Wednesday, September 15, 2010

"Sky Pilot" (1968)

67. Eric Burdon & the Animals, "Sky Pilot" (June 22, 1968, #14)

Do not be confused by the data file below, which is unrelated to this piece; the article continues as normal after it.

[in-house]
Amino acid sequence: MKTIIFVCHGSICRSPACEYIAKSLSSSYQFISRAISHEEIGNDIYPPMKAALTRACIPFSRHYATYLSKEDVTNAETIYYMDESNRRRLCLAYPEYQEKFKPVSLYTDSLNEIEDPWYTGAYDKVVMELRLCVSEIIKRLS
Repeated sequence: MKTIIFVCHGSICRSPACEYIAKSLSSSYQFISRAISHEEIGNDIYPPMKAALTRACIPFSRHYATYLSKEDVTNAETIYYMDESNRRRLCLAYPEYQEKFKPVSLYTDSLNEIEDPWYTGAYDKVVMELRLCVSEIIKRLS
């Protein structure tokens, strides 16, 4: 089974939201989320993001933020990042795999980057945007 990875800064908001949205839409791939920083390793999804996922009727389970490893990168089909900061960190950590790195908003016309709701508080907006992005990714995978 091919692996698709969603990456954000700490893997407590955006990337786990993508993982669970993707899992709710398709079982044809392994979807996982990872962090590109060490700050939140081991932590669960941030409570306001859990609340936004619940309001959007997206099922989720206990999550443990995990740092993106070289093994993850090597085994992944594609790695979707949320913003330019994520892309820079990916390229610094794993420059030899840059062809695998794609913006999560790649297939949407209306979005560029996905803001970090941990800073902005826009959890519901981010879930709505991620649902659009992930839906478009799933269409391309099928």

Back in the day, I probably would have named the Animals as my favorite British Invasion act, not that I didn't appreciate the Kinks or the Stones or the good old Beatles, but just because I liked the Animals radio songs of 1964 and 1965 the best overall. But that was mostly over by the time of this, which more or less represented their take on (or rip-off of) the Beatles' "A Day in the Life," which in turn goes to show not only how desperate they were by that point, but also how fortunate in managing to get it onto the charts at all. Still, it's somehow endlessly fascinating for me. It finds its vaguely anti-war stance—in some ways, from certain frames of mind, it could arguably be taken as pro-war by dint of the kind of "support our troops" mentality that so thoroughly suffuses the issue nowadays—by locating its focus in Europe's war to end all wars (for those keeping track historically), World War I, with a perhaps entirely coincidental nod to the comic strip "Peanuts," then at the height of its commercial popularity (thinking of Snoopy and the Red Baron, which the Royal Guardsmen had made into a pop song franchise a year or two earlier, but I know I could be reaching here). The psychedelic breaks in the Beatles song, triggered by the straightforward message of "I'd love to turn you on," are here set in motion by "How high can you fly?" and apparent memories of a battle scene, airplanes droning and machine-gun fire, originating by implication from the fevered brain of a battle-fatigued veteran, which might anyway explain the bagpipes as something remembered from funerals. I don't know. It works pretty well in spite of itself, wielding a certain mysterious power, even if the Animals by this point were flaming out as surely as the airplanes heard in this song.

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